By Parker Sumwalt ’18
Special to the Denisonian
I will be first to admit that I have tried, gone out and failed to get into both the eccentric Burpees and the prestigious Bullsheet. Humor is something that always seemed to be a part of my life. My intention was that when I got into one of the groups that, throughout the course of my career here, I would change them and bring them into some sort golden age of humor, for I never thought that either were very funny. I still don’t.
Before I begin, I want to say that some members are funny they are, but as a whole I think the originators of both groups would look at them today with melancholic disappointment. However the gilded nature of looking back deceives people for rarely is there any gold at all, mostly there is painted lead.
If any member of the group reads this article and wishes to say that the only reason I’m saying this is because I’m mad that I didn’t get in, I want to stress that I held these opinions long before I auditioned for either. It’s partly true though I am writing this because I didn’t get in. There’s a cowardice in written words.
Let’s begin: comedy and drama both come from the exact same root of irony. Meaning that the effects produced by each, like laughter or tears, result from a sort of managed expectation. Anybody who has taken a high school English class knows about the structure of a story. There is a set up, rising action, climax and a conclusion. In my opinion, each joke that produces a laugh works the exact same way even if we aren’t conscious or aware of it like we are with a story.
What makes jokes work is that they deceive the audience into thinking the joke is going one way, but it ends up going another. It’s like climbing a flight of stairs: you keep going up the stairs and everything is fine, but when you think there is one more step, and there isn’t, a moment of absolute terror and lostness consumes you entirely. Laughter tends to happen in that moment of unexpectedness.
Here’s a good example from The Bullsheet. It’s Thanksgiving dinner and the family gathers round the table, and the Mother Wife character says, “Can I get anyone something from the kitchen?” The Husband character responds, “Yeah, a hotter wife.” This simple joke works. It manages the reader’s expectation with two things: one, it’s Thanksgiving, so images of peaceful and loving conversations are expected, and two, when the wife asks her question people expect someone would ask for a drink or buttery rolls or something. When Husband responds, “a hotter wife,” the joke plays off of those expectations, and the fact that he said that to his wife.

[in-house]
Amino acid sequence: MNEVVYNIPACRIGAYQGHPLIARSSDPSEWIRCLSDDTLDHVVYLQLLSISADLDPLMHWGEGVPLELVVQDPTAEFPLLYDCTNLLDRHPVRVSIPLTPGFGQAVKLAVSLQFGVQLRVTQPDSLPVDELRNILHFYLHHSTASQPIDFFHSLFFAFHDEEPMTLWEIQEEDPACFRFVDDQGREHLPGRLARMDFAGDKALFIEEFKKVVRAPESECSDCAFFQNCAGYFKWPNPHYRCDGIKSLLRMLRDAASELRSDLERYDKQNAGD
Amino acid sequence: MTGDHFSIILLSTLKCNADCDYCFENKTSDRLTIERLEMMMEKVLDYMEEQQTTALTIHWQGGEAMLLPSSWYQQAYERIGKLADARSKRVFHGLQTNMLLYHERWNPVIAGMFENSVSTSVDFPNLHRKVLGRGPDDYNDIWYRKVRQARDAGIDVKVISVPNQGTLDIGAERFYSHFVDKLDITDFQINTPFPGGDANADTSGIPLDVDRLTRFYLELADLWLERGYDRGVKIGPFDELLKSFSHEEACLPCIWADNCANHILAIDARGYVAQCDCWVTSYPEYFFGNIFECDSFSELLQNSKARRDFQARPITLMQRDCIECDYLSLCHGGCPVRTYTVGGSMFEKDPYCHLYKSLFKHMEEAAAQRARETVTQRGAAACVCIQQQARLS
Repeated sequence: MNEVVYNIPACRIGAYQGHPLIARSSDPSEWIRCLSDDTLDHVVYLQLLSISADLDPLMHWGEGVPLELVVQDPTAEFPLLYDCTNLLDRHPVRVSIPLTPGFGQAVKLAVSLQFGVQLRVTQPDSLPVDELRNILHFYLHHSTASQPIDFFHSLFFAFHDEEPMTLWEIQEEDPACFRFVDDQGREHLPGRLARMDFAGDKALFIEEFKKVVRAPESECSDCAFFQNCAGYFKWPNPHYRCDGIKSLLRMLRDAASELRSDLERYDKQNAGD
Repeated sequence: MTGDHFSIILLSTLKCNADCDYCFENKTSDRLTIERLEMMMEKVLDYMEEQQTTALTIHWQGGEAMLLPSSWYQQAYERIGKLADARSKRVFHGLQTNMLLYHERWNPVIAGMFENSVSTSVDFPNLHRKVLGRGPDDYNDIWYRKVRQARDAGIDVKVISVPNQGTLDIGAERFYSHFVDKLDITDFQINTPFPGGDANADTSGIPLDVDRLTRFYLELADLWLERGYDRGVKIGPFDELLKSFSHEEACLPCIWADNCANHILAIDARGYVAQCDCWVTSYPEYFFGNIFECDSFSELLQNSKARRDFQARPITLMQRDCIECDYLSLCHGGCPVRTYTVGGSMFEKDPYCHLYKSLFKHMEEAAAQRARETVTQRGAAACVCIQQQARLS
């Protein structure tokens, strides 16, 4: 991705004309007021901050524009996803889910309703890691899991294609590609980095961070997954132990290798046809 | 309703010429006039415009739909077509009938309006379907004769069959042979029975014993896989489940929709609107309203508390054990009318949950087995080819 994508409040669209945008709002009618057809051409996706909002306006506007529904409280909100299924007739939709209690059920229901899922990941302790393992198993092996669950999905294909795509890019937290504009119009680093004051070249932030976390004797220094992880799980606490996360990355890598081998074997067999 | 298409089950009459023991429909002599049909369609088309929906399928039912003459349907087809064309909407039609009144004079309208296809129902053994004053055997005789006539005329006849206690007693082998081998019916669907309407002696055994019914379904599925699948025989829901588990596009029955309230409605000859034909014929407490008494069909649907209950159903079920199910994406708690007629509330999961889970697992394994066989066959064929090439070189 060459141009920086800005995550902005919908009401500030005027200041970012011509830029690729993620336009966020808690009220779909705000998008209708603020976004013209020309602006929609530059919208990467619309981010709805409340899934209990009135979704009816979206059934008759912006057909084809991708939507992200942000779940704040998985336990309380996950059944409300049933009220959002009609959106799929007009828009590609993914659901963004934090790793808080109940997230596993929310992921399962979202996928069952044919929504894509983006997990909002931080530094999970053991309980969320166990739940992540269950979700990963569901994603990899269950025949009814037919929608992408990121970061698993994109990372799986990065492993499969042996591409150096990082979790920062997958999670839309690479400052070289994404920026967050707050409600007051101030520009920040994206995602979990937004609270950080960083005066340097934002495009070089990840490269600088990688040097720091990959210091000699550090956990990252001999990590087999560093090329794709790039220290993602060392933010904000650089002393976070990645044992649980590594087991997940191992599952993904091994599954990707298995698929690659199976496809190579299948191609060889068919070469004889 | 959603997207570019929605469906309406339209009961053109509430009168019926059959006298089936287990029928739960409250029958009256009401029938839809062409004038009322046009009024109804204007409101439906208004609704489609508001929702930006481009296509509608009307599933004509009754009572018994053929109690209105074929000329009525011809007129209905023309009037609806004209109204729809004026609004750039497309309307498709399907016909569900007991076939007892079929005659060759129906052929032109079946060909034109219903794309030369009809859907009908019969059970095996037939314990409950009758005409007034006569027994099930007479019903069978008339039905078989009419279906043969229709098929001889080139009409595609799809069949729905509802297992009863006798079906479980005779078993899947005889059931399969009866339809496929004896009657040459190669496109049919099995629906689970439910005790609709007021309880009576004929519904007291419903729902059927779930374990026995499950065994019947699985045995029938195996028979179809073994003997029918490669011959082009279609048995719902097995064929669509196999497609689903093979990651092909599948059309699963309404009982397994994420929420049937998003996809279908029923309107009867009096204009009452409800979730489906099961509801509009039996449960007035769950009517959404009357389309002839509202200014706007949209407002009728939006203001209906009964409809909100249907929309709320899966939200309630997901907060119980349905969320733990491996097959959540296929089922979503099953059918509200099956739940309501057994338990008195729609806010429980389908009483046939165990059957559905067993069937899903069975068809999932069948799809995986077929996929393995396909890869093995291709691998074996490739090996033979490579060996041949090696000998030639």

Shock humor bypasses the set up and expectation by going straight to the unpredictableness portion of the joke. It still works most of the time, but what happens is that the more shock is used the more accustomed the audience gets to it, and this happens fast if it’s solely relied on. This is where the Bullsheet editors fail a good majority of the time. Shock humor doesn’t always have to mean untasteful jokes, but also using plain absurdity in attempt to be funny. Bullsheet editors conflate internet humor that could be found on any cheap thrill, soul absorbing website for quality and originality. The most irritating of their habits for me is some of their use of swears and aggression to cower people into a laugh.
The Burpees have a rule to prevent all this. The first day of tryouts they told the fresh meat their rule: “Shit ain’t funny.” It involves no swears, overtly sexual jokes, and toilet humor. I can respect the rule, but when they told us the rule it seemed they were missing the point of their own rule. They said it was in order to be tasteful and to make better jokes, but even when they were clean their jokes still relied on the same tools in order to make the “distasteful” jokes funny.
When I say all this, I am aware of the pretentiousness of all this. It’s a fault, but I write this not out of a pretentious fault but selfishness. I want to be amused. I want to laugh. The current means on campus isn’t satisfying me, and I don’t think it’s as good as it could be, and I know I’m not alone in that opinion. The only thing I ask is that when we try to be funny we should examine and ask why the joke is funny. If it’s “funny” because it’s different or weird, it is not enough. Comedy can be taken as seriously as drama. This is what I was going to offer to both groups if I was added, but I can’t do that now, so here is everything I have to offer. Hopefully it’s worth something.